As for doing VO2Max work, several of the plans have good progressions in them including SSB MV and Sustained Power Build.

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Not any real help but I have lost my ability to suffer too but it seemed to have let me go more sustainably on road :thinking: I suspect with me its 99% psychological. I restricted myself too much to 90% efforts during my chemo last year that I am not breaking that last bit that I think a ramp test needs. I am better at the longer 20mins test. Work out wise though I am better with the shorter VO2 max stuff now :exploding_head:

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Many of us are dealing with this. I had one tri this year. We are lucky enough that I could do a couple more MTB races this year, but tore a nice chunk of skin out of my foot so I can barely walk, never mind standing on the pedals (believe me, I have tried!). Plus we have a cross series happening now. And I am mentally fried with the unknowns of life.

Take a few days rest. Go do a fun ride. Eat enough good foods. You will find it come back.

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Thanks for the response.
I don’t “think” that I am overtraining. I think that most of my problem is mental. I don’t think that my heart rate is lower for the same effort, I just think that I am mentally giving up.
I have thought that I need to take a week off, but I have not done it since I started TR a year ago, though I have had a few days off here and there.
I have been on the mid volume plan all alone, mostly doing SSB and Short power build, though I am doing general build right now.
Most weeks my TSS averages between 400 and 500.
And I generally feel good really good by the end of a recovery week.
I may be slightly overtraining. At my age I think that I may be pushing the envelope, especially since I only average about 6-1/2 hours of sleep a night.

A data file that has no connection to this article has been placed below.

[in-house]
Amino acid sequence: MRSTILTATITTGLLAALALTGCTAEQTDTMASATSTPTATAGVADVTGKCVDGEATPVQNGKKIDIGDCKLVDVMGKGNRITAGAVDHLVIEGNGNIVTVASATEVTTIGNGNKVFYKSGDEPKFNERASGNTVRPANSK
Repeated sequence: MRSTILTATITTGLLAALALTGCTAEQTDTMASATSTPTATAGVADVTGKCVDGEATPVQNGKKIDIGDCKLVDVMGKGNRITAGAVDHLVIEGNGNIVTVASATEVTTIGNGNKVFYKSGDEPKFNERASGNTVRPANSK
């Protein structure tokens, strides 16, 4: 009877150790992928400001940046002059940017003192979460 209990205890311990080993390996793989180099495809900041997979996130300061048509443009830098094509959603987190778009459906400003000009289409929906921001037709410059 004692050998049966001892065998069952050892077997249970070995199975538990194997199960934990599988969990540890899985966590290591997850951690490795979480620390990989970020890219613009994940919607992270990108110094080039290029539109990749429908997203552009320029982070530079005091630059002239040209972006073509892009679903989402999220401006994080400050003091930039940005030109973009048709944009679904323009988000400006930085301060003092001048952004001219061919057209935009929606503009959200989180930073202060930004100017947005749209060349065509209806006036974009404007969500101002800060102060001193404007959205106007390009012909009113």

I have a little race coming up in three weeks and then I plan to take a week off.

I suspect that you are dead on.
My son told me a little while back that he doesn’t see how I am remaining motivated without a real goal. I think that I most likely need to take some time off, but I have the type of personality which makes it really hard. I have committed to taking a week off at the end of September.

Maybe a little mental burnout? Take a week or two off the bike, maybe set a new goal or two, and then jump back in.

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I have not taken much time off, actually none scheduled.
I think that my nutrition is dead on.
No doubt, lack of sleep is my limiter.
That is interesting that lack of sleep is tied to inability to endure pain. This may be my biggest problem. I was getting up at 4:00am every morning to ride, but in order to get more sleep, I have tried to adjust that, but it has made it a little harder for me to get my workouts in. I still have not done a good job with my sleep and at best am averaging around 6-1/2 hours per night.
Yes I have some life stress going on.
It is strange, but I never attributed stress or lack of sleep to an inability to endure pain. If that is correct, this may be what’s going on. I have just decided that I was a quitter.lol

When was the last time you had a recovery week? Any time completely off of the bike? Have you been doing the same plan(s) over and over again, or do you have variety?

Well I have taken the standard recovery weeks that are planned with each training plan, but that is it.
I have not taken any time off of the bike since I started. I just find it hard to make myself.

Thanks. I am starting to see a pattern here and thanks for the help everyone.
I don’t do fun rides, because it will mess up my training, after all I am training for the … wait I’m not training for anything. lol
Sounds like I need to get more sleep and take a week off of the bike
Thanks for all of the help!

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I think most of us are struggling with this right now. Most races are either cancelled or at a places we don’t really want to be around people (Im looking at you dear Florida).

I am training like FL70.3 is happening and like I will also have an Oly race on November 1.
More than likely they will not happen. But if you imagine they will, maybe you will be slightly more motivated.

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I do long distance stuff, so I’m almost hardwired to restrict my exertion so I can maintain pace throughout a long day. It’s difficult to translate that to a 20 min all out effort

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Your expectations might be too high. These are tempered over time with experience.